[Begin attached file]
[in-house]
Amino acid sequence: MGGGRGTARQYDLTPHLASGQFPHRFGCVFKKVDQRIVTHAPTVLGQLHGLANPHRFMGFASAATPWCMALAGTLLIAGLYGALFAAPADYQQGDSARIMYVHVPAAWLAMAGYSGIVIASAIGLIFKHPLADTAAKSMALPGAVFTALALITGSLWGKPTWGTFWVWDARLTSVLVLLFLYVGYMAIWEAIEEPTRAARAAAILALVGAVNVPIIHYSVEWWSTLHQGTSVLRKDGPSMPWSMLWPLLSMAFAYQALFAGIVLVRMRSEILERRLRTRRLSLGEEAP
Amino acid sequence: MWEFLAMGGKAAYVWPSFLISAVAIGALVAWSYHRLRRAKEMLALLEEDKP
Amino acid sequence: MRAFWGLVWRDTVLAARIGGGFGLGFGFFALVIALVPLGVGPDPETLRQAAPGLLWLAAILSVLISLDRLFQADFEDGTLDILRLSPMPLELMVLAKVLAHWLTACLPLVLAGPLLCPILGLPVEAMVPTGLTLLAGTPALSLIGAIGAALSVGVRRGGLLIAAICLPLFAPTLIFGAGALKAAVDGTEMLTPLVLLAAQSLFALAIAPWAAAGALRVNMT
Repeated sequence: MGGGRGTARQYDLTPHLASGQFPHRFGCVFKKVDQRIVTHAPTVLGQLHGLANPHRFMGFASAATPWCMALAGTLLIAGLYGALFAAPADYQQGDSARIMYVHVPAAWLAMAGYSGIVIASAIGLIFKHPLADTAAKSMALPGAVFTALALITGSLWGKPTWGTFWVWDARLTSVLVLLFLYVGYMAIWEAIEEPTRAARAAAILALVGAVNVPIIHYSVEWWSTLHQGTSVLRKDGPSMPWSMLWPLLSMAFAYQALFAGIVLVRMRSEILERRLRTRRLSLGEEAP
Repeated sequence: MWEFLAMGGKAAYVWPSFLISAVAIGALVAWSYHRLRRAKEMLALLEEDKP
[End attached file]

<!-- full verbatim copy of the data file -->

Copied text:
[in-house]
Amino acid sequence: MGGGRGTARQYDLTPHLASGQFPHRFGCVFKKVDQRIVTHAPTVLGQLHGLANPHRFMGFASAATPWCMALAGTLLIAGLYGALFAAPADYQQGDSARIMYVHVPAAWLAMAGYSGIVIASAIGLIFKHPLADTAAKSMALPGAVFTALALITGSLWGKPTWGTFWVWDARLTSVLVLLFLYVGYMAIWEAIEEPTRAARAAAILALVGAVNVPIIHYSVEWWSTLHQGTSVLRKDGPSMPWSMLWPLLSMAFAYQALFAGIVLVRMRSEILERRLRTRRLSLGEEAP
Amino acid sequence: MWEFLAMGGKAAYVWPSFLISAVAIGALVAWSYHRLRRAKEMLALLEEDKP
Amino acid sequence: MRAFWGLVWRDTVLAARIGGGFGLGFGFFALVIALVPLGVGPDPETLRQAAPGLLWLAAILSVLISLDRLFQADFEDGTLDILRLSPMPLELMVLAKVLAHWLTACLPLVLAGPLLCPILGLPVEAMVPTGLTLLAGTPALSLIGAIGAALSVGVRRGGLLIAAICLPLFAPTLIFGAGALKAAVDGTEMLTPLVLLAAQSLFALAIAPWAAAGALRVNMT
Repeated sequence: MGGGRGTARQYDLTPHLASGQFPHRFGCVFKKVDQRIVTHAPTVLGQLHGLANPHRFMGFASAATPWCMALAGTLLIAGLYGALFAAPADYQQGDSARIMYVHVPAAWLAMAGYSGIVIASAIGLIFKHPLADTAAKSMALPGAVFTALALITGSLWGKPTWGTFWVWDARLTSVLVLLFLYVGYMAIWEAIEEPTRAARAAAILALVGAVNVPIIHYSVEWWSTLHQGTSVLRKDGPSMPWSMLWPLLSMAFAYQALFAGIVLVRMRSEILERRLRTRRLSLGEEAP
Repeated sequence: MWEFLAMGGKAAYVWPSFLISAVAIGALVAWSYHRLRRAKEMLALLEEDKP